Ishan Nagpal, Theresa Cheng, Joshua Manson • March 25th, 2021
Data Project Adds ICE Detention Page to its Website
The UCLA Law COVID-19 Behind Bars Data Project has added a new interactive map to its website presenting data on COVID-19 among people held in immigration detention by U.S. Immigration and Customs Enforcement (ICE).
This new ICE Detention page displays the numbers and rates of active and cumulative cases and deaths among the more than 130,000 people who have been held in ICE custody during the pandemic. The data cover more than 120 federal, state, and local facilities — including dedicated detention centers, prisons, and jails — holding people detained by ICE. These facilities can be viewed individually and filtered by ICE Field Office region.
Since the start of the pandemic, ICE facilities, much like prisons and jails across the country, have been highly effective incubators of COVID-19. According to the data, more than 10,000 people held in immigration detention have been infected with COVID-19 and at least ten have died.
The true numbers are likely much higher, but ICE’s reporting practices leave the public in the dark as to how effectively ICE is detecting cases. Infection data is only as reliable as a testing regime is robust, but ICE reports only the total number of people who have ever been tested for COVID-19 across its entire system, not how many times those people were tested, or where tests were administered.
Without knowing the frequency of testing, it is impossible to tell whether the agency has been conducting screening testing — as recommended by CDC guidelines — or merely diagnostic testing of those already with symptoms of exposure to COVID-19. Because the data are not facility-specific, it is impossible to assess whether the reported case rate at a particular location captures the scale of the outbreak occurring there.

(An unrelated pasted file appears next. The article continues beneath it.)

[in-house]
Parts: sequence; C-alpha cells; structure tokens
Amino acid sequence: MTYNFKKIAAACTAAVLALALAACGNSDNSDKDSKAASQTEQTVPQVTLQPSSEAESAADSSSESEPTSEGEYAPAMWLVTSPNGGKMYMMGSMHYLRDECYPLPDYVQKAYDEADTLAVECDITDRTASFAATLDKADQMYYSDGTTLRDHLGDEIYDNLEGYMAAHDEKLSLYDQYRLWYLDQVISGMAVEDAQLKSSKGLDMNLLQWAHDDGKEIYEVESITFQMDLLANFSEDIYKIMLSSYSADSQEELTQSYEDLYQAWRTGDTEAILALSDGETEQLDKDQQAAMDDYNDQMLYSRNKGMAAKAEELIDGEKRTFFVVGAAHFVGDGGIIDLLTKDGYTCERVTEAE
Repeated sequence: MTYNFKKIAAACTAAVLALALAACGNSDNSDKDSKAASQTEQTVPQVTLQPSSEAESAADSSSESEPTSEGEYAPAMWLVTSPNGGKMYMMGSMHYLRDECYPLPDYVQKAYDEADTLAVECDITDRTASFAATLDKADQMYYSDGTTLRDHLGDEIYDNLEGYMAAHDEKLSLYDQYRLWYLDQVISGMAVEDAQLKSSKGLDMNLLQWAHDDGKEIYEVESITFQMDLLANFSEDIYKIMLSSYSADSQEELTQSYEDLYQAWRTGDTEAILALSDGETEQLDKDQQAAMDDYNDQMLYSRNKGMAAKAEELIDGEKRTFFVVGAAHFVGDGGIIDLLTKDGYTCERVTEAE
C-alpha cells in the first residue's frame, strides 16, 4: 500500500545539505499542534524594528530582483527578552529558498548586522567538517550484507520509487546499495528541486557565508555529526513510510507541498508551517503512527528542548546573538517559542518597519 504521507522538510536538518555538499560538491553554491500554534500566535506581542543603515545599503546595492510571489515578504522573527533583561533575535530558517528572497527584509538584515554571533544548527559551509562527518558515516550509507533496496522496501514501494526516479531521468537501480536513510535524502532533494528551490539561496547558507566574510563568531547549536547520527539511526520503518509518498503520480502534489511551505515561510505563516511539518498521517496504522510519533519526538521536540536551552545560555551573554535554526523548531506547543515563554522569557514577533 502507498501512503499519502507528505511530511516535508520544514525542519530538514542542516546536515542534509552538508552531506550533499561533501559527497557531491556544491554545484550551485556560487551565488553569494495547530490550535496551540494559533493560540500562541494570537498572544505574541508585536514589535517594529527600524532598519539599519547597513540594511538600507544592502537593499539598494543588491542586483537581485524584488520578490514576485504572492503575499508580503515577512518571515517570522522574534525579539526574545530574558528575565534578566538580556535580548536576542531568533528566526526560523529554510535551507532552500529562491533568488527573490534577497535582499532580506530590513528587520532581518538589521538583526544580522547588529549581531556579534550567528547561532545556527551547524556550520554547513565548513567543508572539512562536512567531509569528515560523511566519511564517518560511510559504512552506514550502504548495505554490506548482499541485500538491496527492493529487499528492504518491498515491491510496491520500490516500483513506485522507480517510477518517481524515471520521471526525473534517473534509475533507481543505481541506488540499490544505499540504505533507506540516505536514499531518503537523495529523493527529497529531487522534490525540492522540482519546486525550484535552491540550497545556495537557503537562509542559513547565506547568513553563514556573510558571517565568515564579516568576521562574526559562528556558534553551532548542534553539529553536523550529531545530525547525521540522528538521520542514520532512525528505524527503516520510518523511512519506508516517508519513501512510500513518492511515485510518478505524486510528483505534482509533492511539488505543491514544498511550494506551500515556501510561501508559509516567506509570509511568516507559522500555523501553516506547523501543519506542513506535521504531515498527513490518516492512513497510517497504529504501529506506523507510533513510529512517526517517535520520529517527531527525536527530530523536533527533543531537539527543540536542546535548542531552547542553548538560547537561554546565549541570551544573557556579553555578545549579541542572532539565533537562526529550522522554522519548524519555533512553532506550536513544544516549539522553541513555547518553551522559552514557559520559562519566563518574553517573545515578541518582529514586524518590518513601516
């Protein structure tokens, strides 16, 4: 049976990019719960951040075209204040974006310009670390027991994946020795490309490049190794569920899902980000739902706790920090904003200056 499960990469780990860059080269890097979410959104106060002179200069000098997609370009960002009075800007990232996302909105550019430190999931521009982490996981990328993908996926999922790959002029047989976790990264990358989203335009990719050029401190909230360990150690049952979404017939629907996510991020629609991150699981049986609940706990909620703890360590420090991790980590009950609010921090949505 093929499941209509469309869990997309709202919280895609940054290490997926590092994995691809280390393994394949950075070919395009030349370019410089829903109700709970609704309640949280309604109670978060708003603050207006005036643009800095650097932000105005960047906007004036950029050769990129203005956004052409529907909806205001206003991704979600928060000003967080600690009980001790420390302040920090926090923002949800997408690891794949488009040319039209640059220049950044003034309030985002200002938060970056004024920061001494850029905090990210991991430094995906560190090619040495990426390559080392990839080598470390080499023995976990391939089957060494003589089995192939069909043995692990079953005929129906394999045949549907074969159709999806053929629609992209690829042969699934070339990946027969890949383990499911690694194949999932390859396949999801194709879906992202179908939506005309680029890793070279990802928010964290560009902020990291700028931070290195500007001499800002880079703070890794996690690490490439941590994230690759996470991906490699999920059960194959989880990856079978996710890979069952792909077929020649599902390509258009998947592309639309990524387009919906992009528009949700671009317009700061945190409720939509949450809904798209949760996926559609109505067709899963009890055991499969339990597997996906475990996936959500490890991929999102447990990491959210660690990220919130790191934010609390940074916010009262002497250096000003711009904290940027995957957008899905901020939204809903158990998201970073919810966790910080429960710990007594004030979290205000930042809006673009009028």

There is good reason to be skeptical. In June, the Vera Institute of Justice built an epidemiological model estimating that the number of people in ICE custody who have had COVID-19 may be up to fifteen times higher than the number reported by ICE.
And in at least one documented instance, ICE has deliberately restricted the availability of testing during the height of an outbreak because of its own limited quarantine capacity.
Like those held in jails and prisons, people held in ICE custody have been denied the ability to take basic protective measures against the virus despite being forced to live in congregate settings. A report by Physicians for Human Rights found that nearly all detainees interviewed were unable to socially distance. Nearly half lacked access to soap at some point.
Last week, a group of Senators introduced the COVID-19 Data Collection in Immigration Detention Facilities Act, a bill that would dramatically improve data collection and reporting by ICE and other immigration agencies. Among other measures, it would require that ICE, U.S. Customs and Border Protection (CBP), and the Office of Refugee Resettlement (ORR) report certain detailed COVID-19 data to both the CDC and to the public on their websites. If passed, the bill would shine much needed light on the pandemic in ICE detention.
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